A forest that has been carefully protected by the local people -- it has not been planted in or felled for a long time. Here, you can experience a beech forest similar to the forests of the World Heritage Site's core zone. Roughly 30 minutes by car trip from Ajigasawa Station, it is easily accessible. There are two courses that can be selected according to the length of your stay, but you will need to pay a fee to enter the trail. Please pay at “Kuromori kan" located at the entrance of the course.
Named one of the 100 best waterfalls in Japan, this majestic waterfall is approximately 85 meters high and 15 meters wide. People say that the shape of the fall looks like the Bodhisattva, Kannon's clasped together in prayer. Because of this, it has been treated as a spiritual place for a long time. The walking path from the parking lot will lead you to the waterfall in about 15-minutes. Passing through the beech and Mizunara forests, you can encounter many wild birds.
Shirakami-Sanchi World Heritage Conservation Center
Located in Fujisato Town, here, you can learn about the World Heritage Site Shirakami Sanchi through dioramas and displays. In addition, a nature observation advisor stationed at the center can give first time visitors more information about the different aspects of Shirakami Sanchi. This center also serves as a good meet-up point for those planning to hike nearby Dakedai and Mt. Fujisato-Komagatake.
Shirakami Sanchi Mori no Eki
This community market is adjacent to the Shirakami-Sanchi World Heritage Conservation Center, and serves as both an information center and gift shop for visitors of the Shirakami Mountains. Along with souvenirs and local agricultural products, you can also rest and enjoy a meal here. Items on the menu include things such as a lamb and watercress rice bowl and soft serve ice cream.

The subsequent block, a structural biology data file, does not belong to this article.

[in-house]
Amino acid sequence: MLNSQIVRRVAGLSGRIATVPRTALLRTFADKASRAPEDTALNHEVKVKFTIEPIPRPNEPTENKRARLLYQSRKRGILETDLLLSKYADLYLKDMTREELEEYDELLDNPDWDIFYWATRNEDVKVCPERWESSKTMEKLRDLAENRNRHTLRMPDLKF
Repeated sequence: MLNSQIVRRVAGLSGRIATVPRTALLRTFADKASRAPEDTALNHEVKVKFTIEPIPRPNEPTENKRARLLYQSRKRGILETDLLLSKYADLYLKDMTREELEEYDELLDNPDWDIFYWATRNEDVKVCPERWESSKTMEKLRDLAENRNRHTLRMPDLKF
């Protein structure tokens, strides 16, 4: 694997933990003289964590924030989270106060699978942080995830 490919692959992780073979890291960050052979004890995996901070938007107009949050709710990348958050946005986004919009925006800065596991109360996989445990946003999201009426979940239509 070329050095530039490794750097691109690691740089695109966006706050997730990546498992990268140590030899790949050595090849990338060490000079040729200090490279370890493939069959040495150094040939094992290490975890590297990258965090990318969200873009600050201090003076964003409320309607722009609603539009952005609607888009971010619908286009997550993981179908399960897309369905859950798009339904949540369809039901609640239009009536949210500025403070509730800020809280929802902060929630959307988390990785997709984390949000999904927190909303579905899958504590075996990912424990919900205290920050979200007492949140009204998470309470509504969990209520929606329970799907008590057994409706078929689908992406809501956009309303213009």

Hachimori Bunnako Land
A good base facility for those planning to climb Mt. Futatsumori and/or explore the Mase Valley. In addition to the Forest Science Museum where you can learn about Shirakami Sanchi and the beech forests, there are also reception services for the nearby barbecue areas and a small shop.
Juniko Eco-Museum Kokyokan
Learn about Shirakami Sanchi's nature and the flora and fauna found around the Juniko Lakes through videos and dioramas at this exhibition facility. From here there is also a trekking path that you can take to reach the Juniko Lakes.
Kyororo Souvenir Shop
Located at the walking base of the Juniko Lakes, this facility sells souvenirs as well as light meals and snacks. It can be accessed by bus from Juniko Station. Parking is also available for 500 yen for those that choose to drive. From Kyororo, it is an approximately 15-minute walk to Aoike Pond. Along with that, there is a popular walking course that winds through the natural beech forest, and also passes the famous Wakitsubo Pond.